Friday, August 26, 2005

Of the Land, and Those Who Work It

We had a taste of fall earlier this week, but summer weather has returned. The air was hot and thick above the lake this midday as I sat under a big oak tree eating my lunch and reading.

I finished The Good Earth, by Pearl S. Buck, in the shade beneath the late summer sun today. The Good Earth is the story of a poor but shrewd Chinese farmer, who, over the course of his life, builds up a great family dynasty. As the farmer becomes landowner and grows old and rich, his greatest desire is for peace in his life, but of peace he has little. His family quarrels amongst itself, anxious to get at his money, and only when he wanders out from the town to walk the fields where he was born, does he truly find peace.

". . . and he stooped sometimes and gathered some of the earth up in his hand he sat thus and held it in his hands, and it seemed full of life between his fingers. And he was content, holding it thus . . ."

Yet he would not allow himself the pleasure of going out to his land very often in his old age, fearful of what the villagers might say if they saw a wealthy landowner barefoot and bending over in the dirt.

This morning I was listening to NPR before work, and I heard a report stating that China will not levy a harvest tax on its farmers this year. The centuries-old tax required one fourth of a farmer's crops to go to the government, and in the past has been a great source of civil unrest that has spurred revolutions. Its lifting represents the greatest aid the Chinese government has administered to its rural peoples in some two decades. There are those in Beijing and around the world, however, that are fearful it will encourage too much farming. China is the fastest developing country in the world, and it is not fitting for a country of its stature to encourage farming so. Job growth should be directed towards manufacturing, technology and other, more refined markets, while agriculture should be left to less developed countries. So they say.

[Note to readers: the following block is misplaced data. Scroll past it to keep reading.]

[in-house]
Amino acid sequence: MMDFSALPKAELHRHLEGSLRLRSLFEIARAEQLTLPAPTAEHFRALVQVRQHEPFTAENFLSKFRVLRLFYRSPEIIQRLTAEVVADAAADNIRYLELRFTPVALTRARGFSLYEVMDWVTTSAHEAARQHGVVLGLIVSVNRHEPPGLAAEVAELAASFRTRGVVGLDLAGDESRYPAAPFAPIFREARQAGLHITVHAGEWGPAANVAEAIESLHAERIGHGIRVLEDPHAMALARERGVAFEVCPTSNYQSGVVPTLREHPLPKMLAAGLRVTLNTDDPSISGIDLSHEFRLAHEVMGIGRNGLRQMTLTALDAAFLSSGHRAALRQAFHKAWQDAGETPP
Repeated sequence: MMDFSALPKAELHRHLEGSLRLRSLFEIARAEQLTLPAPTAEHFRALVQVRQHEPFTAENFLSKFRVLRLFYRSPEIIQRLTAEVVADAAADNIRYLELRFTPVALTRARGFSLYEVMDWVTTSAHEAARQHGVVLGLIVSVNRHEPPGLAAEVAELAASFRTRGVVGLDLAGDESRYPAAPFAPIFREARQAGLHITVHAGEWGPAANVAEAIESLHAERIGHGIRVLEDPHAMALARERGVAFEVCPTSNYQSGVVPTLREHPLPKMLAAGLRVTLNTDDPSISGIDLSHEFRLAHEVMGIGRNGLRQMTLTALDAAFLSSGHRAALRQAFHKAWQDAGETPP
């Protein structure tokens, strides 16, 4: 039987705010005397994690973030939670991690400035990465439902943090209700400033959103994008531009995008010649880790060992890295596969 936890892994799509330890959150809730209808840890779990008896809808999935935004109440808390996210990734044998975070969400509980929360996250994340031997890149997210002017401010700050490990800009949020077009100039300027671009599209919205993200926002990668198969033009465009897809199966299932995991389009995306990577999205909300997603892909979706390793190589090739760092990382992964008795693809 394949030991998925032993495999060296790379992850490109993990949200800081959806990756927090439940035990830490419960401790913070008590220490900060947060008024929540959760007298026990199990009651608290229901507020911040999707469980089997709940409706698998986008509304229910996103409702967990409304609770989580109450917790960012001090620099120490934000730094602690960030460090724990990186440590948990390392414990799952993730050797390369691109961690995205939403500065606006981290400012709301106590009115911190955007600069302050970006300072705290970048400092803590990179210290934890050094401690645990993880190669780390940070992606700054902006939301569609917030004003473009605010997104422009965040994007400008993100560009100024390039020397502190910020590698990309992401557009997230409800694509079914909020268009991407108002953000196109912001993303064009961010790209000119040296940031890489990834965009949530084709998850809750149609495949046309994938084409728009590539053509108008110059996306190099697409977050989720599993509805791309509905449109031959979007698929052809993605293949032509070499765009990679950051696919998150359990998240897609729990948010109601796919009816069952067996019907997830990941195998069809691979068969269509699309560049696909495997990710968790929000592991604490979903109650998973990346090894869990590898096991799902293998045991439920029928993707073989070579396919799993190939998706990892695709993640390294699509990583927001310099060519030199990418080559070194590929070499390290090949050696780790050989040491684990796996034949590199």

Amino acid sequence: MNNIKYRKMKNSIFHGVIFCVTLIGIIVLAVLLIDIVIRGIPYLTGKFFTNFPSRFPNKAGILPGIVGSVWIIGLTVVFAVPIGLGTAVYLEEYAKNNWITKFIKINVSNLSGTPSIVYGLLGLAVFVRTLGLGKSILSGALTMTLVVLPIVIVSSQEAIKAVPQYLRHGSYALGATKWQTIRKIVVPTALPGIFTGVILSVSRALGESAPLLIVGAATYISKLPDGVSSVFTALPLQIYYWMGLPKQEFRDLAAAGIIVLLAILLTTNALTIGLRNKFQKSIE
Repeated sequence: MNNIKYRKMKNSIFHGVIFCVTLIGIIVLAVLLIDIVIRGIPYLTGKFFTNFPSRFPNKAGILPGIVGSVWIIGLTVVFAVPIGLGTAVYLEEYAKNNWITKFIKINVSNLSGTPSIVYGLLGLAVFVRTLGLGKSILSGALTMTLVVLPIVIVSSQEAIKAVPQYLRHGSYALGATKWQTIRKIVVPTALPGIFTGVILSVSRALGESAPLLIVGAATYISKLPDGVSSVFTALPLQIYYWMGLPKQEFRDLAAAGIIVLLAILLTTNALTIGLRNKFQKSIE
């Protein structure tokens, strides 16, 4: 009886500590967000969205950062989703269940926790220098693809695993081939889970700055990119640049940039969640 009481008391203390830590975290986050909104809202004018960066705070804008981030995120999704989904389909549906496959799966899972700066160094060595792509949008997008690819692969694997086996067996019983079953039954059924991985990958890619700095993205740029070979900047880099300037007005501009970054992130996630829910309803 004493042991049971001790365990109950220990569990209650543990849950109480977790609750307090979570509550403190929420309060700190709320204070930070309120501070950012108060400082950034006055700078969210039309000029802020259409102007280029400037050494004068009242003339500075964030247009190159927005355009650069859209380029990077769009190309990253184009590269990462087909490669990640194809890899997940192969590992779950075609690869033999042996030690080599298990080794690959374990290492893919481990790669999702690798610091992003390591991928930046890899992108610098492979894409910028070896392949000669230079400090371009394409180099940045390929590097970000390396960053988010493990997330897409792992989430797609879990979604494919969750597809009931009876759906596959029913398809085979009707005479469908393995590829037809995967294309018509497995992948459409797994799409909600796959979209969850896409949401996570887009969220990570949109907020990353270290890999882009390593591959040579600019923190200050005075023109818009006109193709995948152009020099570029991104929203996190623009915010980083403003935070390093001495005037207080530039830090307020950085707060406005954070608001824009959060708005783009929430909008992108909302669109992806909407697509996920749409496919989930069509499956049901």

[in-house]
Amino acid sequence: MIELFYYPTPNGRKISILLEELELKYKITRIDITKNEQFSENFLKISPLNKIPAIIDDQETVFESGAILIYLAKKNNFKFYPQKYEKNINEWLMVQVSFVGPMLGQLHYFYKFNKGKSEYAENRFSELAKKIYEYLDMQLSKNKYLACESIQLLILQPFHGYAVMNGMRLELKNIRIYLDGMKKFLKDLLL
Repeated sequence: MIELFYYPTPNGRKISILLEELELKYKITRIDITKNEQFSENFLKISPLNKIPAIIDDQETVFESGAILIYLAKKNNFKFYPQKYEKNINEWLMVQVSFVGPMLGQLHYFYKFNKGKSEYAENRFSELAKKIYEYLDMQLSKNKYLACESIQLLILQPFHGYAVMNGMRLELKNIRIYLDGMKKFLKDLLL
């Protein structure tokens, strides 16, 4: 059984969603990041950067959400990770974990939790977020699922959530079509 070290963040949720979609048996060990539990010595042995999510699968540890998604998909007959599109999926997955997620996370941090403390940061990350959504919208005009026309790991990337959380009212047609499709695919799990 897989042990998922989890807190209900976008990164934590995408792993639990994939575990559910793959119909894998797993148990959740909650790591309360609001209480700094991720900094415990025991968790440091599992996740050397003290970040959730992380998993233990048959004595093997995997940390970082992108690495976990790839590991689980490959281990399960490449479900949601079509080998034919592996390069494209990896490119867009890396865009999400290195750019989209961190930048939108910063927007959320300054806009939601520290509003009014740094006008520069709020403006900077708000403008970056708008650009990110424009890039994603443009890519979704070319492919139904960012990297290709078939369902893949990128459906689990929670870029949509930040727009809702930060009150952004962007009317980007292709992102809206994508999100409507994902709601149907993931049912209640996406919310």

Earlier this week, I heard a report on a proposal to bring casino gambling to Ohio. "Casinos will add $300 million to the state's economy!" came the claims of the supporters. "Where will this money come from?" is what I wanted to know. As far as I can tell, about all that casinos can do is serve as a mechanism for the transfer of wealth.

To me, it seems that farming is one of the few industries in the world to create that which can sustain life. Even manufacturing and technology, at their very best, can rarely do more than create tools for making life easier. But farming . . . from out of the ground a seed sprouts and brings forth food to feed a planet. Why then do societies look down their noses, look down across ages and continents, at those who work the land?

1 comment:

Anonymous said...

"Why then do societies look down their noses, look down across ages and continents, at those who work the land?"

I think that people who use their backs to earn a living are often perceived to be of lesser intelligence. A farmer's mind may brim with the world, as do his fields in a good year.